FORT LAUDERDALE, Fla. (AP) — A Florida prosecutor has ordered an investigation after a homeowner fired shots into a couple’s car when they mistakenly turned onto his property while making a late-night Instacart delivery. Police closed the case without consulting the state attorney's office.
No one was injured by the gunfire in an upscale Fort Lauderdale suburb, but it is the latest in a spate of similar shootings across the U.S. where people have mistakenly turned onto the wrong property or gotten in the wrong car. One person has been killed and others seriously wounded. In this case, the shooter told police the car was being driven erratically, struck his leg, and made him fear for himself and his son.
Broward County State Attorney Harold Pryor issued a statement saying police investigators never contacted his office about the April 15 shooting in Southwest Ranches that put at least two bullets into the car driven by 19-year-old Waldes Thomas Jr., who was with his 18-year-old girlfriend, Diamond Darville.
Pryor said his staff members were unaware of the shooting until they were contacted Friday by a reporter from WTVJ-TV, who interviewed the couple. The Davie Police Department has a contract with Southwest Ranches to provide service.
“I contacted the Davie Police Department to request a full investigation,” Pryor said Friday, adding that his prosecutors will decide whether charges should be filed.
Davie police declined to comment Sunday but released the lead detective's report. He wrote that without any video, he couldn't determine whether either the shooter or couple committed a crime.
“Each party appeared justified in their actions based on the circumstances they perceived,” the report concluded.
The shooting happened on an unlit street in a semi-rural neighborhood at a home sitting on two acres.
According to the police report, Thomas and Darville got lost while delivering groceries for Instacart shortly before 10 p.m. They were on the phone with their customer when Thomas turned their 2014 Honda Civic into an area where the shooter stores equipment for his excavation business. The address they were looking for is across the street.
The shooter and the couple gave investigators conflicting reports about what happened next.
The homeowner told officers he asked his 12-year-old son to tell the driver to leave but soon heard the boy yelling for help. The father said he saw the car driving erratically, banging into logs and boulders, and so he told his son to run.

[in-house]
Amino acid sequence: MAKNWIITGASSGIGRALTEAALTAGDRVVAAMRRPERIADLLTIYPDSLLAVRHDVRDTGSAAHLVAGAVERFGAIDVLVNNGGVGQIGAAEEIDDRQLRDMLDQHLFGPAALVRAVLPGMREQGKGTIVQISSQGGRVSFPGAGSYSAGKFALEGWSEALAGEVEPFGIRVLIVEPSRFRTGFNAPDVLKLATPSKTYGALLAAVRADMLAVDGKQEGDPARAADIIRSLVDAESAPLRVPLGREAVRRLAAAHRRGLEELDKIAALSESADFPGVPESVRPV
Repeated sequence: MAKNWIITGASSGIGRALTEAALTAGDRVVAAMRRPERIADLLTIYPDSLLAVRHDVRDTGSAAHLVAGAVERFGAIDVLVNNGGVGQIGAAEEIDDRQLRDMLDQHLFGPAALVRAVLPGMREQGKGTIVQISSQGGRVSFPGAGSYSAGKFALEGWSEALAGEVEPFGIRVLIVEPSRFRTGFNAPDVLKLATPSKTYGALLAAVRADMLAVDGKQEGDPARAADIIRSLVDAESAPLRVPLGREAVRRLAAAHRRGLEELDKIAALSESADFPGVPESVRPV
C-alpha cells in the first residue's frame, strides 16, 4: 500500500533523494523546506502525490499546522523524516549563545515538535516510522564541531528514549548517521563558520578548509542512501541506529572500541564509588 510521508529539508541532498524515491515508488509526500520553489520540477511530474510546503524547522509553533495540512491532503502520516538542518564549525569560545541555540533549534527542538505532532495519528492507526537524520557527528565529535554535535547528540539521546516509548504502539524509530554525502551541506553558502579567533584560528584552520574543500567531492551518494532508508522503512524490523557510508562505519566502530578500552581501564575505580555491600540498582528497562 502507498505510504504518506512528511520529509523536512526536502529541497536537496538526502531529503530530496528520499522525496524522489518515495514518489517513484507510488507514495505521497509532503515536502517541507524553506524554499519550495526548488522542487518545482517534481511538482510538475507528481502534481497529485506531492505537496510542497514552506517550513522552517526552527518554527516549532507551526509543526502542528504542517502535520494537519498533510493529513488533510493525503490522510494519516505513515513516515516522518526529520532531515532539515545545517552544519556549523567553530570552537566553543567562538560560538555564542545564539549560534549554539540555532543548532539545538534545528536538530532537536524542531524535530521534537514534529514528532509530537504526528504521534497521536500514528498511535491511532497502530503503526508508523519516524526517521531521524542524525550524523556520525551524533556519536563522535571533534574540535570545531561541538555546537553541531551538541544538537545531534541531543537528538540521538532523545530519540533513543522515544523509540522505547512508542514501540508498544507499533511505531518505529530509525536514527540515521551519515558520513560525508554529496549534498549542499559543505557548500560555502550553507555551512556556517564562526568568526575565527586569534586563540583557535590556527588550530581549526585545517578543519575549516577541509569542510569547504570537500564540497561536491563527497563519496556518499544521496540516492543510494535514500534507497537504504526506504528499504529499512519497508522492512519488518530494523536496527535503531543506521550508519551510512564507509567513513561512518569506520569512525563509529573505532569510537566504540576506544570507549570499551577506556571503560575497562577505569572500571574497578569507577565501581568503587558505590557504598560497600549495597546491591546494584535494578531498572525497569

He said the car then drove toward him and ran over his foot. Saying he feared for his life and his son's, the man drew his handgun and fired at the car's tires, but it sped away. He called police.
An officer found Thomas and Darville parked nearby. When he asked what happened, they replied, “We just got shot at.” He said that Darville was crying and that Thomas appeared “extremely nervous and scared.” The officer said that there were two bullet holes in the car's bumper and that one tire was flat.
The couple told police they thought that they were at the right house and tried to leave after the boy told them they weren't. Thomas said he put the car into reverse and hit a boulder, which was when the shooter approached “aggressively." That's when Thomas said he heard shots and drove away. Darville said she saw the shooter pull his gun and fire.
“I said, ‘We got to go, we got to go,’” Darville told WTVJ. “I was scared, I’m not going to lie.” She didn't respond to a phone call or emails from The Associated Press.
The AP isn't naming the property resident because he hasn't been charged with a crime. His phone rang unanswered, and he did not return a text message Sunday seeking comment.
Police say they returned the shooter's gun after closing the case. __
An earlier version incorrectly said the statement was issued Sunday, not Friday.
Terry Spencer, The Associated Press